By the time you are reading this, cannabis will be officially legal to produce, sell and consume for recreational purposes in Canada.
Assuming the country hasn’t collapsed into a post-apocalyptic anarchy — I would assume not many have noticed the difference between last Wednesday and this Wednesday, other than a few more media stories on the topic.
While likely unnoticed, the feat is by no means a small one.
The Trudeau government’s mandate to federally regulate a cannabis industry in Canada makes the country one of the first to break prohibition — with a 7/10 majority of Canadians being in favour of legalization, according to a June 2016 poll by Nanos Research.
This is a progressive move by the Trudeau Liberals that will hopefully take a bite out of the black market and create a legal market that will excise tax dollars similar to that of alcohol and tobacco.
The roll out of legalization by the Feds, however, was not quite as progressive — with municipalities being forced to draft legislation on short timelines, with many of them initially having very little background information on how cannabis legalization will affect their communities.
It is therefore commendable that the municipalities this publication serves — the City of Lacombe, Lacombe County, and the Town of Blackfalds — were able to draft bylaws that not only allow for new business opportunities and cater to those who will consume legal, recreational cannabis; but also address the concerns of those who will not.
It was a predicament that was clearly not a simple one for municipalities, with many of them facing a vocal minority of people whole-heartily against cannabis legalization or consumption of any kind.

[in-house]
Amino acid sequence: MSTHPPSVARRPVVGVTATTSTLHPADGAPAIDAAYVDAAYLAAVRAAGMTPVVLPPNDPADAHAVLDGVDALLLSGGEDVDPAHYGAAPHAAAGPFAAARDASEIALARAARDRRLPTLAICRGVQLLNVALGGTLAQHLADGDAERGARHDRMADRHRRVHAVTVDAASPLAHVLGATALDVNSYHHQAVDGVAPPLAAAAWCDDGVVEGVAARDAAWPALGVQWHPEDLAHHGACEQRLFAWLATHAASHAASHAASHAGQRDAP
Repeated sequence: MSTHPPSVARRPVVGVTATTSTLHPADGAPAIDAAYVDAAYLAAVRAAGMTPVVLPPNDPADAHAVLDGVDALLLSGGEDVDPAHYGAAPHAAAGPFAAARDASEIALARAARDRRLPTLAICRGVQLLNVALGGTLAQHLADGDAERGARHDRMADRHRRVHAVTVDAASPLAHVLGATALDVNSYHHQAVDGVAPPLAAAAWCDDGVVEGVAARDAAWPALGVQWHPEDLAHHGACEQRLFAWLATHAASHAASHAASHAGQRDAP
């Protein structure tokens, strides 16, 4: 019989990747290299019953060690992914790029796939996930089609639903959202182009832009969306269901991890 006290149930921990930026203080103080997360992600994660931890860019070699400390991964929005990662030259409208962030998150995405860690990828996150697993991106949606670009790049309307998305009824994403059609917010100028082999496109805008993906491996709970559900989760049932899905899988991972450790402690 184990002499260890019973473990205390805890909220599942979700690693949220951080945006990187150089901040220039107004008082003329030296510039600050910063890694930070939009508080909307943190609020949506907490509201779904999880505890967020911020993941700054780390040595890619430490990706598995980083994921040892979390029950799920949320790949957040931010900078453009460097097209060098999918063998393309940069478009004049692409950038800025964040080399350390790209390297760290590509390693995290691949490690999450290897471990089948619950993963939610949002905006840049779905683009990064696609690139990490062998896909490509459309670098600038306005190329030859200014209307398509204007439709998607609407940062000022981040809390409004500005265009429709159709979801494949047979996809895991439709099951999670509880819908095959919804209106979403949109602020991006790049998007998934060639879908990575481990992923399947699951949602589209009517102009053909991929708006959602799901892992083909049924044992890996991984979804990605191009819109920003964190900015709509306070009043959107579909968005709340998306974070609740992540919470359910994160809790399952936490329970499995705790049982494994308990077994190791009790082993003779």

Given that, it is sensible that each of these municipalities created consumption bylaws that limited use to private residences — where it was commonly happening before legalization anyway.
Really, it was a lose-lose for municipalities that I believe will eventually end up being a win.
There will always be people diametrically opposed to cannabis legalization and there will always be people who feel government has drafted too repressive bylaws on consumption. A compromise had to be reached and I believe it has been.
The next issue that municipalities will face is how will the taxes collected be trickled down to those who implemented legislation. Currently, the Province of Alberta has promised $11.2 million in grant money to help municipalities cover implementation and enforcement in the first two years — but the City of Edmonton has already stated that their costs will be over $12 million alone.
This means the Federal and Provincial Governments need to ensure that tax dollars are passed down to the municipalities to help cover the costs that were put upon them.